According to a recent study from the University of North Carolina at Chapel Hill, Tea Party supporters believe in "authoritarianism, libertarianism, fear of change, and negative attitudes toward immigrants and immigration:"
The study used polling of North Carolina and Tennessee, conducted by Public Policy Polling (D) in the Summer of 2010, and determined the cultural dispositions by measuring the responses of tea partiers to set questions. After PPP surveyed over 2,000 voters who were sympathetic to the Tea Party, researchers then reinterviewed almost 600 in the fall of 2010. Those interviews included everything from personality based queries like "Would you say it is more important that a child obeys his parents, or that he is responsible for his own actions?" to more political ones, like "Do you think immigrants who came into this country illegally but pay taxes and have not been arrested should be given the opportunity to become permanent legal residents?" The study also incudes interviews and short responses with ten participants at a Tea Party rally in Washington, NC.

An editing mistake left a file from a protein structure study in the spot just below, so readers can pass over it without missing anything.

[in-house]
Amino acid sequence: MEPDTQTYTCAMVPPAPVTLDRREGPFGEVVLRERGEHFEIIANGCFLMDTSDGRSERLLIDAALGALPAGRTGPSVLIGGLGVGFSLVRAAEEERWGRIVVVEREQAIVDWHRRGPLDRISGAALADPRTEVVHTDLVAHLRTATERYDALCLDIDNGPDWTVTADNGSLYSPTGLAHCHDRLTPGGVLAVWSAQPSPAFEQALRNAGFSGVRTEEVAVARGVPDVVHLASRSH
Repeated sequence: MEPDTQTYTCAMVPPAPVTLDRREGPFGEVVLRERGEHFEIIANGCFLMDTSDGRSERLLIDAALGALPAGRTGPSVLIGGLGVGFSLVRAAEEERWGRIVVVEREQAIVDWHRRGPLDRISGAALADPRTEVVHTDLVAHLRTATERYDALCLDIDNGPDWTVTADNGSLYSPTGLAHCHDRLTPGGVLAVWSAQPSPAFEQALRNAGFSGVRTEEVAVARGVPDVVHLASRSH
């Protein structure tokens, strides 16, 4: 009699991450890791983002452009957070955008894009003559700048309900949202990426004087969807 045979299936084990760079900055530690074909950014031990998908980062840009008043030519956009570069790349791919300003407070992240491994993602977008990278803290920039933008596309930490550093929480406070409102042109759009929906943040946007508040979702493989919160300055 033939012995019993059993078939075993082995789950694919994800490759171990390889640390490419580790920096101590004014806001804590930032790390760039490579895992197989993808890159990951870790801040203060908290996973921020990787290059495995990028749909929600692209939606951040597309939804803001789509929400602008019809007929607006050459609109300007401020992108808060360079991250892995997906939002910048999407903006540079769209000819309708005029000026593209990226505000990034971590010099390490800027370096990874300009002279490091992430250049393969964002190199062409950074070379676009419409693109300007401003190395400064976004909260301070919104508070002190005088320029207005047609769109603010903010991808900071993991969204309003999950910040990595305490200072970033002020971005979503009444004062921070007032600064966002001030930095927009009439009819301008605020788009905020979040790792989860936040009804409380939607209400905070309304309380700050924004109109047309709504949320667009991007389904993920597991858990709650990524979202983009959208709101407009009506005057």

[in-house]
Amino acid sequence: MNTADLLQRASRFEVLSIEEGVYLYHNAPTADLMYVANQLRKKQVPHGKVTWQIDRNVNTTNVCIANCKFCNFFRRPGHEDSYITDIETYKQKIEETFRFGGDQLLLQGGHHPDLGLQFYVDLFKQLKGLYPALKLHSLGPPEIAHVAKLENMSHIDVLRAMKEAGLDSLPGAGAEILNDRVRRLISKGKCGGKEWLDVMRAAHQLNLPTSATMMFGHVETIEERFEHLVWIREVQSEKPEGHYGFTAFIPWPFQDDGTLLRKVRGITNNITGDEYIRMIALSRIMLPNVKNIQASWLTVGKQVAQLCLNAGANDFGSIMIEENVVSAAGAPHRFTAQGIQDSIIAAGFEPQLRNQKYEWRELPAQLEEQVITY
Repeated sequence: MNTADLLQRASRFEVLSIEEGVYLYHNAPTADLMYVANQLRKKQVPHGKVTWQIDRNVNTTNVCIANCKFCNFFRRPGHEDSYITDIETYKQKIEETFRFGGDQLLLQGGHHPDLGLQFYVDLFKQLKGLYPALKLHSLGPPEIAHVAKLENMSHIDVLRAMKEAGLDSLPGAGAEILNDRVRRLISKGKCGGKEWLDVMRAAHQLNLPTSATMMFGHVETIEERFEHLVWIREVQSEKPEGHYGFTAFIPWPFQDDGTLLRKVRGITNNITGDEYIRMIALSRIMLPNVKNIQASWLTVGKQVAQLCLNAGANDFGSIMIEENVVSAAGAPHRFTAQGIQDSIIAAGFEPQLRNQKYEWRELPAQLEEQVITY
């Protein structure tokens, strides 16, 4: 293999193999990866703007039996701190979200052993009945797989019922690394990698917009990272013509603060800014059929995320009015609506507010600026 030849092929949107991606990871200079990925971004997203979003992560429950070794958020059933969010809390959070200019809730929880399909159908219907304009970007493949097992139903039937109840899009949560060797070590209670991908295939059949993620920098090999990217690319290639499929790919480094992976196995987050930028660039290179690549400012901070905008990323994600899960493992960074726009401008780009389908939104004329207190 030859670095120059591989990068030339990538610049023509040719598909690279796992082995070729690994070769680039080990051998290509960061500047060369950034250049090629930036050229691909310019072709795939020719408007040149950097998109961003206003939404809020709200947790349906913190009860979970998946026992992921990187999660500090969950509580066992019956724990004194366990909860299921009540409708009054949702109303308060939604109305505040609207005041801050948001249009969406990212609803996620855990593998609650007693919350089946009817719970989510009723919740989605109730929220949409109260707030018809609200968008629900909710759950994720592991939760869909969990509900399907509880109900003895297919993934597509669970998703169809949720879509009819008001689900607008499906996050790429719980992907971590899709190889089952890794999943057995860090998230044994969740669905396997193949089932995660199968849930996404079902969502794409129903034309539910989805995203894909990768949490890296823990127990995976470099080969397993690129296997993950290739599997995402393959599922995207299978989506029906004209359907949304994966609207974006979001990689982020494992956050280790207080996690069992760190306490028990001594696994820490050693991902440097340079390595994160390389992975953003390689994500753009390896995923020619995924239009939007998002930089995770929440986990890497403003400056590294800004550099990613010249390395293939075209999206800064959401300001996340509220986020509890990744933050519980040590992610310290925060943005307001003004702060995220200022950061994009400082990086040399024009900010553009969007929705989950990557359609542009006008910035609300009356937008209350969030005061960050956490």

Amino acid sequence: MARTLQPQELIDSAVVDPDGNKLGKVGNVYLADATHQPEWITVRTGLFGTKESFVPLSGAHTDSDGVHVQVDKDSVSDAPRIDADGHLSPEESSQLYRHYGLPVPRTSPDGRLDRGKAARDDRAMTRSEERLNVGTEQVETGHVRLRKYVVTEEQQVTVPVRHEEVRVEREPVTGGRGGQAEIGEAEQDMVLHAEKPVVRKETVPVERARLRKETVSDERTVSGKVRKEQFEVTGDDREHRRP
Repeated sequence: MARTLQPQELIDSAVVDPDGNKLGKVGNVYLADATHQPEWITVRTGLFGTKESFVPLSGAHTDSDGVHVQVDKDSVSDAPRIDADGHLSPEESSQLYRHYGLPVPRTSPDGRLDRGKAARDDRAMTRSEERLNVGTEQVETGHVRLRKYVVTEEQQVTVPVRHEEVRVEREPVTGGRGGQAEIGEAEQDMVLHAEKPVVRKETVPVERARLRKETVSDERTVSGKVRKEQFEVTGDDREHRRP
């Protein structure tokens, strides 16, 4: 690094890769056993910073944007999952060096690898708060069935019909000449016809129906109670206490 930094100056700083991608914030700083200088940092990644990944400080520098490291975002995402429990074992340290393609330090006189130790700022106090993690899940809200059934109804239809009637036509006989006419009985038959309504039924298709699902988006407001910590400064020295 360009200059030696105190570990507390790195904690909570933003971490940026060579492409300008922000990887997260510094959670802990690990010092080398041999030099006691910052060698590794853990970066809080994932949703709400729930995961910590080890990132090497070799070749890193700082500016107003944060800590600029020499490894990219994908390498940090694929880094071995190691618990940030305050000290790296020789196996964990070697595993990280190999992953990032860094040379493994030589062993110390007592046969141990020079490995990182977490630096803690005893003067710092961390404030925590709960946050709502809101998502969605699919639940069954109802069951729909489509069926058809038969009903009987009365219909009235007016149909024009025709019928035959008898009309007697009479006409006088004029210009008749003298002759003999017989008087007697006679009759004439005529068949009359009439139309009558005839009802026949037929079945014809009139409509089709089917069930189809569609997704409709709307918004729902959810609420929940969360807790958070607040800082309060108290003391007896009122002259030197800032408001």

In all seriousness, it's good that Prof. Perrin et al. got the data for this. For example, lest we confuse the Tea Party with latter-day Hamiltons and Madisons:
In our follow-up poll, 84% of those positive towards the TPM [Tea Party members] said the Constitution should be interpreted "as the Founders intended," compared to only 34% of other respondents. ... [But] support for Constitutional principles is not absolute. TPM supporters were twice as likely than others to favor a constitutional amendment banning flag burning; many also support efforts to overturn citizenship as defined by the Fourteenth Amendment.
In short: the Tea Party say they believe in the Constitution, but only the parts they like. In this way they carry on the populist, know-nothing tradition that has made America great since its founding.